I always love looking up ideas for seasonal bulletin boards. My bulletin board “Pumpkin Place Value” was chosen since my students were learning how to compare numbers. I found some other great ideas as well that I shared below. Enjoy!
When teaching skills such as addition and subtraction, many websites provide free resources to help students practice their math skills. Education.com is a website I use when looking for homework and classwork.
One of the best features about education.com is that you can build your own custom worksheet. This is a great feature for teachers who want to modify the number of problems or type of problems they are giving their students.
If you do not want a custom built sheet, Education.com provides many choices for teachers to choose from. Challenge your mathematicians with this FREE fun school-themed subtraction worksheet below.
Here is a subtraction poem I use in my classroom to help students remember the steps to subtraction.
With all the hype about the current presidential election, I wanted to find useful resources that could aid in class discussion. Below outlines different focuses and activities that you can follow as you discuss the election and the results with your class.
Focus 1: Rights and Responsibilities
We started by discussing the rights and responsibilities of each citizen in the United States. We started the lesson by watching the BrainPop video. We then made a poster and gave examples of different rights and responsibilities. Later, students completed a chart on their own and had to sort examples given into the appropriate category. We noticed and explained how voting is considered both a right and responsibility.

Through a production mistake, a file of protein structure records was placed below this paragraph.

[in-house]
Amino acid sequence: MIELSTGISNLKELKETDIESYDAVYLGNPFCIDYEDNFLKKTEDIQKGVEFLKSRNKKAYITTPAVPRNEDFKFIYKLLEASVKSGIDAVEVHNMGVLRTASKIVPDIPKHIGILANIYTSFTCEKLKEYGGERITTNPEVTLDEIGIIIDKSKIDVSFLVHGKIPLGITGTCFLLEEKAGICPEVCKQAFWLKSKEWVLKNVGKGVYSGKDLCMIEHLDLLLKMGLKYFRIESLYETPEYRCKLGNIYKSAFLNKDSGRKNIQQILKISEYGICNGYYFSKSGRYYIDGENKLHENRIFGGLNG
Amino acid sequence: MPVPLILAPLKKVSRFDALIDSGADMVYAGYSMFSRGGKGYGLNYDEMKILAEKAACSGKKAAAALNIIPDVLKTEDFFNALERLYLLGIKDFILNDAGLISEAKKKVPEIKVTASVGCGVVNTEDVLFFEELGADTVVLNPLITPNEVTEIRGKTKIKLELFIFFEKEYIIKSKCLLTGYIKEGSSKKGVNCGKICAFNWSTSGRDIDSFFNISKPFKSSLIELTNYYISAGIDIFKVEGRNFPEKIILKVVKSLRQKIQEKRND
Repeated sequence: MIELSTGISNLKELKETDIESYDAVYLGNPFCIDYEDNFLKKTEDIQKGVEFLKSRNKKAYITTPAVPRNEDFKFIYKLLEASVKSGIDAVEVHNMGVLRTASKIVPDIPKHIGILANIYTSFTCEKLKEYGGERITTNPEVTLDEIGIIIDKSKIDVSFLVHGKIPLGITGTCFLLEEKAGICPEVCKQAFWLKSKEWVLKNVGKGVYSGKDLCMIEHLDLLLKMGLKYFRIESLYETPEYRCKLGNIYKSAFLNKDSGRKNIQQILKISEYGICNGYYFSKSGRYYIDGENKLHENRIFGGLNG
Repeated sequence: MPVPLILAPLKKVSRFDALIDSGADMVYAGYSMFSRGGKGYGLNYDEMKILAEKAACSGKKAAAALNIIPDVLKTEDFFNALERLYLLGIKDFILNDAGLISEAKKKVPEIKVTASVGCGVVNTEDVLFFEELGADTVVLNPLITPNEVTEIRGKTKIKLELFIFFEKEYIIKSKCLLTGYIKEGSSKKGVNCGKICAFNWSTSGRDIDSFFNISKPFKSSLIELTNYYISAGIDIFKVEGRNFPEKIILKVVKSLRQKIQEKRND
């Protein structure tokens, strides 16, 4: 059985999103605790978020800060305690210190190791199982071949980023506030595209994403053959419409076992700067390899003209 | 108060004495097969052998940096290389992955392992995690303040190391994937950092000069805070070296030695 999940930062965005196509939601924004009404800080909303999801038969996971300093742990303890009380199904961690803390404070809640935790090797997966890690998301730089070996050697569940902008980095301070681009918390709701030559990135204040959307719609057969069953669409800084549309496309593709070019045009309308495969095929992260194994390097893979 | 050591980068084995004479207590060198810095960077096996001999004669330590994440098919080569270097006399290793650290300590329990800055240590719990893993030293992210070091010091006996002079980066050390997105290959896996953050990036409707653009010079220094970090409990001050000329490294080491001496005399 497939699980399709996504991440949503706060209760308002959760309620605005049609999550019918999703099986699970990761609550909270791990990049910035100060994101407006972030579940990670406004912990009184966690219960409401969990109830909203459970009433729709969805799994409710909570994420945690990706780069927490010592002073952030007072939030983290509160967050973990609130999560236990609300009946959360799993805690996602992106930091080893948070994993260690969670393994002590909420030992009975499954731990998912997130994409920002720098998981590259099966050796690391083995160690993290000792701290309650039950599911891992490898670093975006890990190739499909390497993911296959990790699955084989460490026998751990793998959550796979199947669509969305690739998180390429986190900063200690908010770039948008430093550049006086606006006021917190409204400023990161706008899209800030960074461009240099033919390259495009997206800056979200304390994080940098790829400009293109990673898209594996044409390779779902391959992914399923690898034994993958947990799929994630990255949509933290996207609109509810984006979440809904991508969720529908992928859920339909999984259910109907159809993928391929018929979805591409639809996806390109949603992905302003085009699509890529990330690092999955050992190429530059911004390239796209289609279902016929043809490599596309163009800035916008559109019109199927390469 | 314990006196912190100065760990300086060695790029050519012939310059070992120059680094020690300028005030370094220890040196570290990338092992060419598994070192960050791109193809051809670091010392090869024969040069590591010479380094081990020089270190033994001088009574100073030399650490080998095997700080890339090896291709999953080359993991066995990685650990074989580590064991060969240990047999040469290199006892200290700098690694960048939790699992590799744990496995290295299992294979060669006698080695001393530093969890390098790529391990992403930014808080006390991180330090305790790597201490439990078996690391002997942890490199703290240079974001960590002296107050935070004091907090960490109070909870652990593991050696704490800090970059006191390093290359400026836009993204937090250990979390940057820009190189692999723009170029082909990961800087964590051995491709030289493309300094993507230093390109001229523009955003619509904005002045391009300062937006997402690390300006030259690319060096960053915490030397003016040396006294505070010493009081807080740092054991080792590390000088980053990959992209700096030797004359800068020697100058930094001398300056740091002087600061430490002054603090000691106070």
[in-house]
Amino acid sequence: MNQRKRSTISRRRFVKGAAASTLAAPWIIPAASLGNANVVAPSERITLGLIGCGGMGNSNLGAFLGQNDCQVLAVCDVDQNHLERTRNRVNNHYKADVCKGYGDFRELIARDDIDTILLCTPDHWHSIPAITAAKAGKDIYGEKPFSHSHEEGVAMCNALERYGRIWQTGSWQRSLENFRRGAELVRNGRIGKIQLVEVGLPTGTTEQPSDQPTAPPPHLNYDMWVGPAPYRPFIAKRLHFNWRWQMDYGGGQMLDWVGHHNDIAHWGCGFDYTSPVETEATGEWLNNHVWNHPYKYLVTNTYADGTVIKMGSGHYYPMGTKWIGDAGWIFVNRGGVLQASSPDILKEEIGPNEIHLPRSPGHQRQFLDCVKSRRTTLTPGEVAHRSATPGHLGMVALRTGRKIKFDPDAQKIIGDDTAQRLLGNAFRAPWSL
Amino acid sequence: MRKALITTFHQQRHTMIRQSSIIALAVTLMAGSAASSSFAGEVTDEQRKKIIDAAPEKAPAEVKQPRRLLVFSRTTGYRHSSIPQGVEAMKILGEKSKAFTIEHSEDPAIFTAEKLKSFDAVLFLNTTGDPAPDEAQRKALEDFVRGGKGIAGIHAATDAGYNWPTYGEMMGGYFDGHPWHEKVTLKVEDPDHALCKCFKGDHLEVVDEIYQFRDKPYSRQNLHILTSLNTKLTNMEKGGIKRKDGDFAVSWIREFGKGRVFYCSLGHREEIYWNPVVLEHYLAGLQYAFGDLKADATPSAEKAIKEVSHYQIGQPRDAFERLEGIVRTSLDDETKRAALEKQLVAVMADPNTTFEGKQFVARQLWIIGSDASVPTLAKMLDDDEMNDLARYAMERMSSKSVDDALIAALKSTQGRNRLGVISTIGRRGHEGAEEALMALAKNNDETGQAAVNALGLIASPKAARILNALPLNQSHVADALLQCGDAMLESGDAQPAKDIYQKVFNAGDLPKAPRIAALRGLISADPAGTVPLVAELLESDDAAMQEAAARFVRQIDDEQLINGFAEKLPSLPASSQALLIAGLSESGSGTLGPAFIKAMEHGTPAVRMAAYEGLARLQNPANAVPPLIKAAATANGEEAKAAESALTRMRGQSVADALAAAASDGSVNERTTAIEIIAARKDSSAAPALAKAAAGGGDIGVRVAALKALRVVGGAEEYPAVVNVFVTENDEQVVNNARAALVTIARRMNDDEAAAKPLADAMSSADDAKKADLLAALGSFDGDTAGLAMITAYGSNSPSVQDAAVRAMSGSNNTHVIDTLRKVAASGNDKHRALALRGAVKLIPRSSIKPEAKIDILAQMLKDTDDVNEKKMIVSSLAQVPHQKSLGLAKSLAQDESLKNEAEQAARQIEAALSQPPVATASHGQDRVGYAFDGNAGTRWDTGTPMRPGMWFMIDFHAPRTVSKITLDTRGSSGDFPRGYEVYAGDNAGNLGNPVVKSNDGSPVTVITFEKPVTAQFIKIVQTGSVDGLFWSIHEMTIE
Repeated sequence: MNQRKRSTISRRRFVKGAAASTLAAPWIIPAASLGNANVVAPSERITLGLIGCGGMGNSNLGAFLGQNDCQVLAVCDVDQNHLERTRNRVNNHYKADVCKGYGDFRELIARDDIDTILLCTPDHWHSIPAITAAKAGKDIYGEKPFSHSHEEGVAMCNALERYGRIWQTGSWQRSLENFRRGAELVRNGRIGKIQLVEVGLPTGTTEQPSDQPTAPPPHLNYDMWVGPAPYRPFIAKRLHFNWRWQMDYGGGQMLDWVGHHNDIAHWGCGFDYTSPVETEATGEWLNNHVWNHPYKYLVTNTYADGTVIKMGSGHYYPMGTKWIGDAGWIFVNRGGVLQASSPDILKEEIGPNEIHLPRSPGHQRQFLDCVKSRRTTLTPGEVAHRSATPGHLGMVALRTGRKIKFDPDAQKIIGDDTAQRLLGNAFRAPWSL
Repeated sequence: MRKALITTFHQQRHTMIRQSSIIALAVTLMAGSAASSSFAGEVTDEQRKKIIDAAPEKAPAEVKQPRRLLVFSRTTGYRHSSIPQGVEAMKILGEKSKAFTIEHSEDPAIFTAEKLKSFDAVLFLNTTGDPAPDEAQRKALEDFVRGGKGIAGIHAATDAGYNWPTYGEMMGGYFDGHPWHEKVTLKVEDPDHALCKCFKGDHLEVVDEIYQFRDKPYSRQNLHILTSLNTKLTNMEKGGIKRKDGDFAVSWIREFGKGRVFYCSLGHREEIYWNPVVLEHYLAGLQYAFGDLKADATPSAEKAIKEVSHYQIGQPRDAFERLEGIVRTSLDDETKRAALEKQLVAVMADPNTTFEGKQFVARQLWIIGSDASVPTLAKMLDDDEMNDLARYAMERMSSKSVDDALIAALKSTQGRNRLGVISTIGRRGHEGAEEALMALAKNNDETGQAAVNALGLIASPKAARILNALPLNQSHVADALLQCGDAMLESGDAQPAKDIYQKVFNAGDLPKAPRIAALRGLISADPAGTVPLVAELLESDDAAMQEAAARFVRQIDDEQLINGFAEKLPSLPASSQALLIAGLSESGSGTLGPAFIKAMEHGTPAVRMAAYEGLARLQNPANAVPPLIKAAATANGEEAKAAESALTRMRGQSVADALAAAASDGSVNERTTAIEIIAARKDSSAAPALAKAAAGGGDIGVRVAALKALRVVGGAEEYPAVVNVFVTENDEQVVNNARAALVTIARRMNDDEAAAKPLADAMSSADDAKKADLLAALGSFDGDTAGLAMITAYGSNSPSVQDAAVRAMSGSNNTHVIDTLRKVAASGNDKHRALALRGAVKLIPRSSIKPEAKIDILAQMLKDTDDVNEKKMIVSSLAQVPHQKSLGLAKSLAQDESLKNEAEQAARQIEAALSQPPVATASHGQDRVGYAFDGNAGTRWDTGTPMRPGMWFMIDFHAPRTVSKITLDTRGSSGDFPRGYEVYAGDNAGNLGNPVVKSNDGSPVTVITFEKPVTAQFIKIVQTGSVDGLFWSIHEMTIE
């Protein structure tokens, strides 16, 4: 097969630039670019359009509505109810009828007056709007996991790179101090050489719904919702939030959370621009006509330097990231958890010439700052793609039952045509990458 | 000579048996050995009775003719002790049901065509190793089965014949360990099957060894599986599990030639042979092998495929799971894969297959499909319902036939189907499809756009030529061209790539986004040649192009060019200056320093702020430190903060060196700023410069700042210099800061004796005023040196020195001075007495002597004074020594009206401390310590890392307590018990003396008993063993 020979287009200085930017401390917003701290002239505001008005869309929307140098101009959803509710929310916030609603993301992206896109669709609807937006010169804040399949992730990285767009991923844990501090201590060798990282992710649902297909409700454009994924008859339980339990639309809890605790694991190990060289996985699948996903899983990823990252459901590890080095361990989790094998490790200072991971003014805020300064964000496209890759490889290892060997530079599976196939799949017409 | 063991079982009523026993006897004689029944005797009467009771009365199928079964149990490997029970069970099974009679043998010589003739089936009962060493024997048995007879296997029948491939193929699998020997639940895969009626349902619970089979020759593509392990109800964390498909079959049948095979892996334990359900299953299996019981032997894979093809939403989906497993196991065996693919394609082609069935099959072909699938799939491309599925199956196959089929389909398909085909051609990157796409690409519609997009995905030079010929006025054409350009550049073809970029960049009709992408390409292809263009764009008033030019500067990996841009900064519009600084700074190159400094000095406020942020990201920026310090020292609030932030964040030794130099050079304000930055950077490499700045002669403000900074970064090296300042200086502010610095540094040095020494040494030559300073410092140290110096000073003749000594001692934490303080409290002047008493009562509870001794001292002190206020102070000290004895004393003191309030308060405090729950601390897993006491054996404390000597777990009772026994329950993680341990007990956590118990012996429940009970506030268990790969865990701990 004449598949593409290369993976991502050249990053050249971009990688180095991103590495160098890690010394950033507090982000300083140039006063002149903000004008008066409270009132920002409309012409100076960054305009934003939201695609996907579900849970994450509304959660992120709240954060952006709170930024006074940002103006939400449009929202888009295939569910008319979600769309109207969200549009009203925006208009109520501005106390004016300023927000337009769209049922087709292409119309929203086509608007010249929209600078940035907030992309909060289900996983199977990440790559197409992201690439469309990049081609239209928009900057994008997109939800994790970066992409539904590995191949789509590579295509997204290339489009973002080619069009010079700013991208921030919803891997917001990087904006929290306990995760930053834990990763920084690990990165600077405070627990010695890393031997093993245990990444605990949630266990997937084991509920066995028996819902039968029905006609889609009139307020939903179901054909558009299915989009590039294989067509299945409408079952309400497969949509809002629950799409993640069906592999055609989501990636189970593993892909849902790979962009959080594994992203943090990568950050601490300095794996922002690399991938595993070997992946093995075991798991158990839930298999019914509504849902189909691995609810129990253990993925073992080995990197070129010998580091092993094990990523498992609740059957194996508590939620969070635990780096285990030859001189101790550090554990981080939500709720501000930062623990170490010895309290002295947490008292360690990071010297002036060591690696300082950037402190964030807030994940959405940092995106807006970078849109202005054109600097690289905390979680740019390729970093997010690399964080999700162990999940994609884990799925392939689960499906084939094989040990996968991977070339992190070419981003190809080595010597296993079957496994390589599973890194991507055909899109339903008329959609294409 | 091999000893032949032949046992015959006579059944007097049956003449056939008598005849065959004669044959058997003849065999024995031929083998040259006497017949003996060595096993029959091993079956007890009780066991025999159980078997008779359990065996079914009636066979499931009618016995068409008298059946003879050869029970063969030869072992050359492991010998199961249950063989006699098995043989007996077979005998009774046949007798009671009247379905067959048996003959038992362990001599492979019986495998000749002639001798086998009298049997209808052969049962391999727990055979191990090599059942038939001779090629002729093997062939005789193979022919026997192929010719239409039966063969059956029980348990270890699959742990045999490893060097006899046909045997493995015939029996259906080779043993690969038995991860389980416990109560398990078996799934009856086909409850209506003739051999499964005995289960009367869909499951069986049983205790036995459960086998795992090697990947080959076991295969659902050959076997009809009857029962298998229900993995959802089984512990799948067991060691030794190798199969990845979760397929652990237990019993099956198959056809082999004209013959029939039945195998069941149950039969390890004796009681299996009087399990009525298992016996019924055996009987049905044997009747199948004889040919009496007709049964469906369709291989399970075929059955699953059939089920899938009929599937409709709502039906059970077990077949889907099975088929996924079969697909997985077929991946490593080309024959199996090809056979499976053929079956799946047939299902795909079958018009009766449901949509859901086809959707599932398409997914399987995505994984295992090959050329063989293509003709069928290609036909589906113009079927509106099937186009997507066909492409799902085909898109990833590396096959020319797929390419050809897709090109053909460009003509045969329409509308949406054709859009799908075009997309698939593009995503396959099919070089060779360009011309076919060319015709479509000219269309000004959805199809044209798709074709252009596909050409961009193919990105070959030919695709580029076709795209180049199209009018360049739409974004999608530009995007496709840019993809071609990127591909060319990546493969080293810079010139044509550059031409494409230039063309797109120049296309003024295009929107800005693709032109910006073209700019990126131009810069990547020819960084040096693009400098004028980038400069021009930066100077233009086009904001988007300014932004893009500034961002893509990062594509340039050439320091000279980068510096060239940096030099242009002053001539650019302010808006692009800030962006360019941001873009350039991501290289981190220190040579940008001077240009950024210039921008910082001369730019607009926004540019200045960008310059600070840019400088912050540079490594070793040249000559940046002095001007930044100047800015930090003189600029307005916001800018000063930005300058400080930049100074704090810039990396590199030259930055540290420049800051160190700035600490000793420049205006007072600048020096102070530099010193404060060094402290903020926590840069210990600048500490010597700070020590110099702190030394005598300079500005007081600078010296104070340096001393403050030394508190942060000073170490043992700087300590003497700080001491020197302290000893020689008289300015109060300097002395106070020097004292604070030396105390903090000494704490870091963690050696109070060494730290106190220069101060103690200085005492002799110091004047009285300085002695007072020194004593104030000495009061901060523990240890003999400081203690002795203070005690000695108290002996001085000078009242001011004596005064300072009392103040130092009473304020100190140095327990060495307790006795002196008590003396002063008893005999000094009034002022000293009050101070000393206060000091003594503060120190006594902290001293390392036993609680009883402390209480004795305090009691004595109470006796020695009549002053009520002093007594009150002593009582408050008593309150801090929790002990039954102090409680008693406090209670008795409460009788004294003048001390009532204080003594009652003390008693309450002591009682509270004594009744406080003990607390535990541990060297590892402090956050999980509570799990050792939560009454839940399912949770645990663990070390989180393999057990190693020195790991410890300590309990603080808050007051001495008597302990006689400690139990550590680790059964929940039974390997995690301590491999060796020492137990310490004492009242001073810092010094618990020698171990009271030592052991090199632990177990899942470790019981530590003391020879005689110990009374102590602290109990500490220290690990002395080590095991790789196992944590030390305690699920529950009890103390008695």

Focus 2: What does it mean to be a good citizen?
There are many ways to be a good citizen. Students gave examples and acted out different scenarios. Then, students wrote about ways they are a good citizen. I used Education World and Education.com as a resource for classroom activities. For videos, I used Discovery Education and for articles, I referenced Pebble Go.
Focus 3: Debate and Voting
We talked about the presidential election and discussed the following words: moderator, debate, candidate, questions, majority, voting, and election. Students did a matching activity and drew pictures of the meaning of each vocabulary word. Some students used each word in a sentence or a short story. We then hosted a mock debate where the teachers debated if students should be given homework. Students then had to vote for the person they wanted to represent their point of view.
Focus 4: The Candidates
Students learned about the two presidential nominees running for president. They watched videos on PBS kids and BrainPOP, read articles and played interactive games to understand the process of becoming president. Students also learned about the two main parties through a BrainPop video.
I hope the resources above help as you navigate the unexpected waters of the election (and the results!).
Thank you to all who serve and have served our country. To celebrate, our school put on an assembly where every grade sang one patriotic song that was learned during their music special. The fifth graders put on a cute skit describing what Veterans Day was and why it was important.
Veterans Day Activities:
1. Write a letter of thanks to a Veteran
2. Articles found on ReadWorks (Available for all grade levels)
3. Create a PowerPoint presentation on a Veteran
4. Use lesson plan ideas on EducationWorld
5. Worksheets and Children Book recommendations found on NEA